It started with disenfranchising many blacks, then creating separate schools, separate seating in travel and restaurants, thereby institutionalizing discrimination.  They created two Americas, one for the privileged which was mostly white, and the other was for the underprivileged which was mostly black.  The Jim Crow laws completely negated the three amendments passed during Lincoln’s times.

Sunday, January 29, 2012

Distorted Article on Facebook about Social Democracy

There is an article circulating on Facebook about an Economics Professor and Social Democracy.  I am not even sure if the story is true, but it looks like it struck a chord with many netizens because its gets shared by so many.   This is how the story goes:

An economics professor at a local college made a statement that he had never failed a single student before, but had recently failed an entire class.  That class had insisted that Obama's socialism worked and that no one would be poor and no one would be rich, a great equalizer.

The professor then said, "OK, we will have an experiment in this class on Obama's plan". All grades will be averaged and everyone will receive the same grade so no one will fail and no one will receive an A... (substituting grades for dollars - something closer to home and more readily understood by all).

After the first test, the grades were averaged and everyone got a B. The students who studied hard were upset and the students who studied little were happy. As the second test rolled around, the students who studied little had studied even less and the ones who studied hard decided they wanted a free ride too so they studied little…

Saturday, January 28, 2012

Rushdie and Husain: Casualties of an Immature Democracy

Salman Rushdie is an Indian Muslim who was recently stopped from visiting India by those who claimed their ‘sentiments were hurt’.   Salman Rushdie was not allowed to attend the recent Jaipur Literary Festival because his book ‘Satanic Verses’ remains banned by the Government of India.  MF Husain was another Indian Muslim who was forced to leave India because another group claimed their ‘sentiments were hurt’.  Husain died in exile in Qatar pining for his home country.  An author and an artist are the casualties of an extremely immature and peevish democracy called India.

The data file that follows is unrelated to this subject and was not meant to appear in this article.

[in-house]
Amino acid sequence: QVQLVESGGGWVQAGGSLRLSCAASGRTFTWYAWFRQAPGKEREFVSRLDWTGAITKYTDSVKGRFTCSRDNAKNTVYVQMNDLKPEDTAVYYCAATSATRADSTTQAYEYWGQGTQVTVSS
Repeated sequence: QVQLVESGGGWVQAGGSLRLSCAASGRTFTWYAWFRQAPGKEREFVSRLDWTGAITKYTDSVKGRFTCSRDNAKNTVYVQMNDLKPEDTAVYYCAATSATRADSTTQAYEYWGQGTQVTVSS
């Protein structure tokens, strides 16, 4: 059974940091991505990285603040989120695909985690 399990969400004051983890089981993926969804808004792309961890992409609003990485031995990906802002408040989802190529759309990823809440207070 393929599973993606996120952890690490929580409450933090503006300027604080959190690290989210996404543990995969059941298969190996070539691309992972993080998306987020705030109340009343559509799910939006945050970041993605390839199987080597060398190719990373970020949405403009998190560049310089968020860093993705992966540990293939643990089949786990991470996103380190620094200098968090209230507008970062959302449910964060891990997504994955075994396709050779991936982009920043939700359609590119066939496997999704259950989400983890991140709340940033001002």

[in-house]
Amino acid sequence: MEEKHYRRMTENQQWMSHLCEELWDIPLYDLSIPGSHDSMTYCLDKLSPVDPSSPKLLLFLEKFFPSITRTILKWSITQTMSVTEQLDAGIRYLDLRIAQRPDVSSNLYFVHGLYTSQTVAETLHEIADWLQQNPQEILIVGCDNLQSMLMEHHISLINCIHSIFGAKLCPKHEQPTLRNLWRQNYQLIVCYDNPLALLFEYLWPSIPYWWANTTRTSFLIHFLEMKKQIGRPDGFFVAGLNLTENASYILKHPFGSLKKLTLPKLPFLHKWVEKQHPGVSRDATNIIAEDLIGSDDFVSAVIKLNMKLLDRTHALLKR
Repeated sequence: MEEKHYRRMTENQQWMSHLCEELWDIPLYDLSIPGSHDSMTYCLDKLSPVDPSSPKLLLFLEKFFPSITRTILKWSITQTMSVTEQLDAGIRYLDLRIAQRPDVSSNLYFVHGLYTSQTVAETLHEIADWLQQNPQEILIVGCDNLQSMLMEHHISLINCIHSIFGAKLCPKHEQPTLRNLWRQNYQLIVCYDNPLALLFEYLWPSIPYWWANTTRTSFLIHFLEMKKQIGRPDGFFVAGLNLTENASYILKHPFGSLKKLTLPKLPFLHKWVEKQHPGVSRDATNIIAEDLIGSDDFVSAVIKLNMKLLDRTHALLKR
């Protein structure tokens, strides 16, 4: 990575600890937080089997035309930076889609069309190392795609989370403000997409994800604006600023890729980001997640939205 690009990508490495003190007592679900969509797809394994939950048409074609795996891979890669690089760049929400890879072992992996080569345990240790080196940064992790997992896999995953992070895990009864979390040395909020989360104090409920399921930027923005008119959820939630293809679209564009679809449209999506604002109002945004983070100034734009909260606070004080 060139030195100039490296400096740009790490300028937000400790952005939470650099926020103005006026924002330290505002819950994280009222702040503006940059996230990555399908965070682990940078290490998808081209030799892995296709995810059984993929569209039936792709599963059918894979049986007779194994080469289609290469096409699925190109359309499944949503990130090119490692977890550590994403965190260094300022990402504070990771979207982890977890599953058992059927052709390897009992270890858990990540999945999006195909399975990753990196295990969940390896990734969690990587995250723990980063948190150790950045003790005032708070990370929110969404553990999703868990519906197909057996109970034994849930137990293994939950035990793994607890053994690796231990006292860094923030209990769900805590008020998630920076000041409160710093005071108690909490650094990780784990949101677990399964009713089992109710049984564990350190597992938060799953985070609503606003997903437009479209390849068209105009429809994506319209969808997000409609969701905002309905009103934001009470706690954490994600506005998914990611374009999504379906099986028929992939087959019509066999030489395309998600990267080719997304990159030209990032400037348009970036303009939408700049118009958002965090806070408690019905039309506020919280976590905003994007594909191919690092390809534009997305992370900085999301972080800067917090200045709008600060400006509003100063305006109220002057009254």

In both the cases, the state, in the form of Indian Government, has succumbed to the mounting pressures from religious groups who claimed their sentiments were hurt by the actions of this author and the artist.  The weak state has allowed for suppression of expression of an artist and an author bowing down to the protests of ultra-sensitive groups.  As a result, the individual lost out to the power of a committed and bigoted group; and the state stood in support of the group and not the individual.  

Sunday, January 22, 2012

Rote Learning dumbs down Indians (Part I)

The last great invention or discovery made by Indians was zero.  After a spell of modicum greatness in the remote part of history where Indians contributed to mathematics, medicine, astronomy (don’t confuse this with astrology), we had a brief awakening movement in the first half of 20th century under British Empire when Indians earnestly took up European kind of education without feeling any remorse.  During this first half of the last century when British were still around, India produced some of the brilliant minds – CV Raman, Chandrasekhar, Rabindranath Tagore, and less known but most important of all, SN Bose (not your JC Bose).   After that brief awakening moment, we began to de-europeanize our education and started to Indianize it.  There began all the problems.